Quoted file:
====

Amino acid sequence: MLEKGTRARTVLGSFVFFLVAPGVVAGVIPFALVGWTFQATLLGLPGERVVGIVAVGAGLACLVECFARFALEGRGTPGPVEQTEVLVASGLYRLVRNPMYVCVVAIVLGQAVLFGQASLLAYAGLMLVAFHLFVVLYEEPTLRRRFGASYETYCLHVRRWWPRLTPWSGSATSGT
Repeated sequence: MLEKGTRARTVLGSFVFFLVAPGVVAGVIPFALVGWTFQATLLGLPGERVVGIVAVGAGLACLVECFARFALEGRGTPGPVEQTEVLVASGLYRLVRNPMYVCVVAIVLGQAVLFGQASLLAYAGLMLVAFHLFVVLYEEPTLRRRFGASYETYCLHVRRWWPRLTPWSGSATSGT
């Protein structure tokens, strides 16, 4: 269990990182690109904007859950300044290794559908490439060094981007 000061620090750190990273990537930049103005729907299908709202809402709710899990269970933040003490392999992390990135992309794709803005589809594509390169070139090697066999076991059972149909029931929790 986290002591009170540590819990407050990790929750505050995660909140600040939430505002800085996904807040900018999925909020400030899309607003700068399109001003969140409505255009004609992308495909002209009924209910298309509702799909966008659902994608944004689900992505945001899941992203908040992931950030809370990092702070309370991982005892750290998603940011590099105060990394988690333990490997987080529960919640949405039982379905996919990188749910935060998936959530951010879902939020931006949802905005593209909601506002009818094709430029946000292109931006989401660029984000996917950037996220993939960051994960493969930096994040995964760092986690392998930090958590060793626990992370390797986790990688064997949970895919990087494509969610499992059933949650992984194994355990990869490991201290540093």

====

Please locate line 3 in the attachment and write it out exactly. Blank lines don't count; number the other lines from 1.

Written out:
């Protein structure tokens, strides 16, 4: 269990990182690109904007859950300044290794559908490439060094981007 000061620090750190990273990537930049103005729907299908709202809402709710899990269970933040003490392999992390990135992309794709803005589809594509390169070139090697066999076991059972149909029931929790 986290002591009170540590819990407050990790929750505050995660909140600040939430505002800085996904807040900018999925909020400030899309607003700068399109001003969140409505255009004609992308495909002209009924209910298309509702799909966008659902994608944004689900992505945001899941992203908040992931950030809370990092702070309370991982005892750290998603940011590099105060990394988690333990490997987080529960919640949405039982379905996919990188749910935060998936959530951010879902939020931006949802905005593209909601506002009818094709430029946000292109931006989401660029984000996917950037996220993939960051994960493969930096994040995964760092986690392998930090958590060793626990992370390797986790990688064997949970895919990087494509969610499992059933949650992984194994355990990869490991201290540093």